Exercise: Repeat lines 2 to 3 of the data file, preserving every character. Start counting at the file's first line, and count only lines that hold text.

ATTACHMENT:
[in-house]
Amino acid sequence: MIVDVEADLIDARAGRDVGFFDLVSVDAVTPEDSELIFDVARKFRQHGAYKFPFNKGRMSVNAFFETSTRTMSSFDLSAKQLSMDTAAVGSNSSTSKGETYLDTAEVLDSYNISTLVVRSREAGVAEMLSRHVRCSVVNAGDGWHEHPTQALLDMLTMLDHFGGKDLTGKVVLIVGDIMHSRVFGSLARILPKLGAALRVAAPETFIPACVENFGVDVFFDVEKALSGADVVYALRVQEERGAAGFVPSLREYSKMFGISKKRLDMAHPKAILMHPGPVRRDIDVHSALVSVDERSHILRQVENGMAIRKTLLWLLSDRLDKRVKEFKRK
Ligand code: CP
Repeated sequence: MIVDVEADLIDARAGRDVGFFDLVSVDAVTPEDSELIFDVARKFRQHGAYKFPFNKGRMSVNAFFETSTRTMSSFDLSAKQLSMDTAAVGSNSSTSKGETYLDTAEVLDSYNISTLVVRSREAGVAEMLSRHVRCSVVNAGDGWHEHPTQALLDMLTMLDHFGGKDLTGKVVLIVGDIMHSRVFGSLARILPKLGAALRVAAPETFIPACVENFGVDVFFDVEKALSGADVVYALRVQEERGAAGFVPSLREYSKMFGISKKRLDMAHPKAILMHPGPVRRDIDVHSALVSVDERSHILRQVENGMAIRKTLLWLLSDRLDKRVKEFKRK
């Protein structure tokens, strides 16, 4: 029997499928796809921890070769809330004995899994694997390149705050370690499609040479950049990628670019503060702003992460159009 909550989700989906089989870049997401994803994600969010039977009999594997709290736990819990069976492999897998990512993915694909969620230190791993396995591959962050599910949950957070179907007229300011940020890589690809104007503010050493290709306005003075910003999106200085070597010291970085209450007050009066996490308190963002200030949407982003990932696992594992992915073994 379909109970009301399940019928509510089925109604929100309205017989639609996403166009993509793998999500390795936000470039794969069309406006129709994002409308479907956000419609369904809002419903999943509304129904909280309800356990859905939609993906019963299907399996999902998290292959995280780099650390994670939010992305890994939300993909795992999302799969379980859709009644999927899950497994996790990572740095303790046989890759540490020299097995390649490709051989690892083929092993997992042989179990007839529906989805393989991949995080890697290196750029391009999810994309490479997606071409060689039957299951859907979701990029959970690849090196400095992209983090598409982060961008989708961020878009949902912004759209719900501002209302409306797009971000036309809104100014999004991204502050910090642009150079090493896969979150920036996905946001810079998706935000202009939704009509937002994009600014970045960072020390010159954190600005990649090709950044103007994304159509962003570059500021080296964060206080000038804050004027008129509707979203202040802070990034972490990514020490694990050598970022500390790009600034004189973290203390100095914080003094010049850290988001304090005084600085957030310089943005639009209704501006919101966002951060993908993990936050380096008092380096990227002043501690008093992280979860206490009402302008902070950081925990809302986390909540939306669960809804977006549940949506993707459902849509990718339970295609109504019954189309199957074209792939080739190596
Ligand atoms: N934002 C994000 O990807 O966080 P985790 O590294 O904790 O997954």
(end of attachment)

Amino acid sequence: MIVDVEADLIDARAGRDVGFFDLVSVDAVTPEDSELIFDVARKFRQHGAYKFPFNKGRMSVNAFFETSTRTMSSFDLSAKQLSMDTAAVGSNSSTSKGETYLDTAEVLDSYNISTLVVRSREAGVAEMLSRHVRCSVVNAGDGWHEHPTQALLDMLTMLDHFGGKDLTGKVVLIVGDIMHSRVFGSLARILPKLGAALRVAAPETFIPACVENFGVDVFFDVEKALSGADVVYALRVQEERGAAGFVPSLREYSKMFGISKKRLDMAHPKAILMHPGPVRRDIDVHSALVSVDERSHILRQVENGMAIRKTLLWLLSDRLDKRVKEFKRK
Ligand code: CP